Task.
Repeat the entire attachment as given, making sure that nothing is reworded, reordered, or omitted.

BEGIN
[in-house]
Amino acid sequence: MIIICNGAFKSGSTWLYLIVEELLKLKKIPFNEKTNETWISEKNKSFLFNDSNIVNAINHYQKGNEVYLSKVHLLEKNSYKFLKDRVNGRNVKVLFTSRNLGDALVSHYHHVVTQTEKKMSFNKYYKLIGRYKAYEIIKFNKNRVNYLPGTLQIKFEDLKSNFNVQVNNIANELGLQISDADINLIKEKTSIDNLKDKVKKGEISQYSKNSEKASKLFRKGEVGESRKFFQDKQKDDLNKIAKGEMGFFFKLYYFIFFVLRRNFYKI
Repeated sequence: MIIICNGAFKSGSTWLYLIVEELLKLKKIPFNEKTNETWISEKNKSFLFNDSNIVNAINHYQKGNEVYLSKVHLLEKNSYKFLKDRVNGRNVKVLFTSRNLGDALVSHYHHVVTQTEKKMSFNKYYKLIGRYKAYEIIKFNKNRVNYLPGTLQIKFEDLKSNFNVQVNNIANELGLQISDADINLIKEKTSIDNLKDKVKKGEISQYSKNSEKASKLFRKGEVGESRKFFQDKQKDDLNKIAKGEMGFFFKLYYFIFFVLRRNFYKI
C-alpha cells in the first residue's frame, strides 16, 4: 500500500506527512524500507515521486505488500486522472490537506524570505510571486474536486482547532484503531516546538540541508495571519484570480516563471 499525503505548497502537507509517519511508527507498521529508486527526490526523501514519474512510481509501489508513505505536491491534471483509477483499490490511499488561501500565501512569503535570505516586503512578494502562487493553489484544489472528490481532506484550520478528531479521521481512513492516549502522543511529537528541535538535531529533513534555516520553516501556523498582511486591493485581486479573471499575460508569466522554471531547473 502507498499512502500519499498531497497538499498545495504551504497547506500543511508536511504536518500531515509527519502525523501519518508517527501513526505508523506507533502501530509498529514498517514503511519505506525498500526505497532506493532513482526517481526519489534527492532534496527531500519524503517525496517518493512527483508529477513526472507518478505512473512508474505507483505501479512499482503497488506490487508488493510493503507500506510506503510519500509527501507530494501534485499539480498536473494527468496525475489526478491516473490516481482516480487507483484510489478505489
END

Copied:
[in-house]
Amino acid sequence: MIIICNGAFKSGSTWLYLIVEELLKLKKIPFNEKTNETWISEKNKSFLFNDSNIVNAINHYQKGNEVYLSKVHLLEKNSYKFLKDRVNGRNVKVLFTSRNLGDALVSHYHHVVTQTEKKMSFNKYYKLIGRYKAYEIIKFNKNRVNYLPGTLQIKFEDLKSNFNVQVNNIANELGLQISDADINLIKEKTSIDNLKDKVKKGEISQYSKNSEKASKLFRKGEVGESRKFFQDKQKDDLNKIAKGEMGFFFKLYYFIFFVLRRNFYKI
Repeated sequence: MIIICNGAFKSGSTWLYLIVEELLKLKKIPFNEKTNETWISEKNKSFLFNDSNIVNAINHYQKGNEVYLSKVHLLEKNSYKFLKDRVNGRNVKVLFTSRNLGDALVSHYHHVVTQTEKKMSFNKYYKLIGRYKAYEIIKFNKNRVNYLPGTLQIKFEDLKSNFNVQVNNIANELGLQISDADINLIKEKTSIDNLKDKVKKGEISQYSKNSEKASKLFRKGEVGESRKFFQDKQKDDLNKIAKGEMGFFFKLYYFIFFVLRRNFYKI
C-alpha cells in the first residue's frame, strides 16, 4: 500500500506527512524500507515521486505488500486522472490537506524570505510571486474536486482547532484503531516546538540541508495571519484570480516563471 499525503505548497502537507509517519511508527507498521529508486527526490526523501514519474512510481509501489508513505505536491491534471483509477483499490490511499488561501500565501512569503535570505516586503512578494502562487493553489484544489472528490481532506484550520478528531479521521481512513492516549502522543511529537528541535538535531529533513534555516520553516501556523498582511486591493485581486479573471499575460508569466522554471531547473 502507498499512502500519499498531497497538499498545495504551504497547506500543511508536511504536518500531515509527519502525523501519518508517527501513526505508523506507533502501530509498529514498517514503511519505506525498500526505497532506493532513482526517481526519489534527492532534496527531500519524503517525496517518493512527483508529477513526472507518478505512473512508474505507483505501479512499482503497488506490487508488493510493503507500506510506503510519500509527501507530494501534485499539480498536473494527468496525475489526478491516473490516481482516480487507483484510489478505489